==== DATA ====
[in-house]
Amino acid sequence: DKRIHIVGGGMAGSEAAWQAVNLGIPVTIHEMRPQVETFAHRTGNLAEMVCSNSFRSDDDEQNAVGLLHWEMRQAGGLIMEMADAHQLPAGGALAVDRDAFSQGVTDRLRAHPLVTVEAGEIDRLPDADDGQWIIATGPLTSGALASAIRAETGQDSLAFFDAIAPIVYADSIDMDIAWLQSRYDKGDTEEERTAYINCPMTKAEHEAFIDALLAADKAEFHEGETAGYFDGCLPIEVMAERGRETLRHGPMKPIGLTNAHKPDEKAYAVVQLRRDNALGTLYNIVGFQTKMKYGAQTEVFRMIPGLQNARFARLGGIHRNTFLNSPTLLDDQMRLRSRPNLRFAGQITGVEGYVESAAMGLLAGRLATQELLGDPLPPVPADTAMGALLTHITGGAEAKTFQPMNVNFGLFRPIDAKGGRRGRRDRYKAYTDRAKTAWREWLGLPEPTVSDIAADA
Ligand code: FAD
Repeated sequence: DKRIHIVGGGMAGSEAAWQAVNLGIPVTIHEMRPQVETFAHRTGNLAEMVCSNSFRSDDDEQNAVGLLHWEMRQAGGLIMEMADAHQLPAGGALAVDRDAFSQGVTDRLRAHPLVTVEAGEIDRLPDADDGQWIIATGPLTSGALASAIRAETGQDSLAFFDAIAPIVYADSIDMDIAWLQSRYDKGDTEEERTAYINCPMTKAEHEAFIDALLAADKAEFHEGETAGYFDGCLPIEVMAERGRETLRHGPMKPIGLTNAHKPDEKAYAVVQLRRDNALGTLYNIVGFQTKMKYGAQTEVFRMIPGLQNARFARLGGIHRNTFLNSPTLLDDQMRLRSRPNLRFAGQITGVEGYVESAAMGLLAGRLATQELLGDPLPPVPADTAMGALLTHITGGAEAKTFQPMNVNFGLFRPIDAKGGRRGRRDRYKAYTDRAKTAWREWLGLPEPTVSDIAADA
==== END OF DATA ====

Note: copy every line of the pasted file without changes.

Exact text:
[in-house]
Amino acid sequence: DKRIHIVGGGMAGSEAAWQAVNLGIPVTIHEMRPQVETFAHRTGNLAEMVCSNSFRSDDDEQNAVGLLHWEMRQAGGLIMEMADAHQLPAGGALAVDRDAFSQGVTDRLRAHPLVTVEAGEIDRLPDADDGQWIIATGPLTSGALASAIRAETGQDSLAFFDAIAPIVYADSIDMDIAWLQSRYDKGDTEEERTAYINCPMTKAEHEAFIDALLAADKAEFHEGETAGYFDGCLPIEVMAERGRETLRHGPMKPIGLTNAHKPDEKAYAVVQLRRDNALGTLYNIVGFQTKMKYGAQTEVFRMIPGLQNARFARLGGIHRNTFLNSPTLLDDQMRLRSRPNLRFAGQITGVEGYVESAAMGLLAGRLATQELLGDPLPPVPADTAMGALLTHITGGAEAKTFQPMNVNFGLFRPIDAKGGRRGRRDRYKAYTDRAKTAWREWLGLPEPTVSDIAADA
Ligand code: FAD
Repeated sequence: DKRIHIVGGGMAGSEAAWQAVNLGIPVTIHEMRPQVETFAHRTGNLAEMVCSNSFRSDDDEQNAVGLLHWEMRQAGGLIMEMADAHQLPAGGALAVDRDAFSQGVTDRLRAHPLVTVEAGEIDRLPDADDGQWIIATGPLTSGALASAIRAETGQDSLAFFDAIAPIVYADSIDMDIAWLQSRYDKGDTEEERTAYINCPMTKAEHEAFIDALLAADKAEFHEGETAGYFDGCLPIEVMAERGRETLRHGPMKPIGLTNAHKPDEKAYAVVQLRRDNALGTLYNIVGFQTKMKYGAQTEVFRMIPGLQNARFARLGGIHRNTFLNSPTLLDDQMRLRSRPNLRFAGQITGVEGYVESAAMGLLAGRLATQELLGDPLPPVPADTAMGALLTHITGGAEAKTFQPMNVNFGLFRPIDAKGGRRGRRDRYKAYTDRAKTAWREWLGLPEPTVSDIAADA